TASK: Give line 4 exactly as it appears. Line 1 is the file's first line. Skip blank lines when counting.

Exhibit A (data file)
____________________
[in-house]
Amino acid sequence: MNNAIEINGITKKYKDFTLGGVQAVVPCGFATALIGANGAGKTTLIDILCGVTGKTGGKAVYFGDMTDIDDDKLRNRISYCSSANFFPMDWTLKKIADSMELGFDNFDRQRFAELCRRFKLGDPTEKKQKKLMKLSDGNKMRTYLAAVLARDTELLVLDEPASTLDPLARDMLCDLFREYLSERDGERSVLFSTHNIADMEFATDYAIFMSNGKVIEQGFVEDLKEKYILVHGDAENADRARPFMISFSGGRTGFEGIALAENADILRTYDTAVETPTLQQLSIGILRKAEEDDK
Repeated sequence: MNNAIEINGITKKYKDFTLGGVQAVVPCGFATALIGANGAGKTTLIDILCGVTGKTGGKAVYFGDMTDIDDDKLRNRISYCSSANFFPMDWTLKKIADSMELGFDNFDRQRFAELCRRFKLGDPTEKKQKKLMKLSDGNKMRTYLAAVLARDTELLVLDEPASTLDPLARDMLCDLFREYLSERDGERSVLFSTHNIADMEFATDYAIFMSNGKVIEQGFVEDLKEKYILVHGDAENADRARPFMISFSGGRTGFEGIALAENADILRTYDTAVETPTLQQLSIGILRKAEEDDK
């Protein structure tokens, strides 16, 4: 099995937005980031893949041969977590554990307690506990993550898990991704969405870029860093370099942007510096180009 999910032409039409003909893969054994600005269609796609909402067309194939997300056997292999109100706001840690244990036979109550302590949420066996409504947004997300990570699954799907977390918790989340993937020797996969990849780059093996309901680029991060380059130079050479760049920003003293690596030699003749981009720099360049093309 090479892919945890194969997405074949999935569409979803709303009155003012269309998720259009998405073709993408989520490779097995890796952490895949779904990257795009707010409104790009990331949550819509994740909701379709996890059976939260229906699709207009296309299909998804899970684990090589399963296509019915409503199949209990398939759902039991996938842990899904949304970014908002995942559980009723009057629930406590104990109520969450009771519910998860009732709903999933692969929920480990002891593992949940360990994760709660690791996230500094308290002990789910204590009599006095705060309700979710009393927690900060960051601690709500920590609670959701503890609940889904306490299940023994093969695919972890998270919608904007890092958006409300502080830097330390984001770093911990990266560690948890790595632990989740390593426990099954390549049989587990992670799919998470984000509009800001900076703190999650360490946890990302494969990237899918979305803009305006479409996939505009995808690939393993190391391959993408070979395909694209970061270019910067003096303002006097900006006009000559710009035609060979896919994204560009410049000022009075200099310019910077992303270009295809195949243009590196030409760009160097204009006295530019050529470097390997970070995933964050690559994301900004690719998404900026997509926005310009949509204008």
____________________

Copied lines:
């Protein structure tokens, strides 16, 4: 099995937005980031893949041969977590554990307690506990993550898990991704969405870029860093370099942007510096180009 999910032409039409003909893969054994600005269609796609909402067309194939997300056997292999109100706001840690244990036979109550302590949420066996409504947004997300990570699954799907977390918790989340993937020797996969990849780059093996309901680029991060380059130079050479760049920003003293690596030699003749981009720099360049093309 090479892919945890194969997405074949999935569409979803709303009155003012269309998720259009998405073709993408989520490779097995890796952490895949779904990257795009707010409104790009990331949550819509994740909701379709996890059976939260229906699709207009296309299909998804899970684990090589399963296509019915409503199949209990398939759902039991996938842990899904949304970014908002995942559980009723009057629930406590104990109520969450009771519910998860009732709903999933692969929920480990002891593992949940360990994760709660690791996230500094308290002990789910204590009599006095705060309700979710009393927690900060960051601690709500920590609670959701503890609940889904306490299940023994093969695919972890998270919608904007890092958006409300502080830097330390984001770093911990990266560690948890790595632990989740390593426990099954390549049989587990992670799919998470984000509009800001900076703190999650360490946890990302494969990237899918979305803009305006479409996939505009995808690939393993190391391959993408070979395909694209970061270019910067003096303002006097900006006009000559710009035609060979896919994204560009410049000022009075200099310019910077992303270009295809195949243009590196030409760009160097204009006295530019050529470097390997970070995933964050690559994301900004690719998404900026997509926005310009949509204008």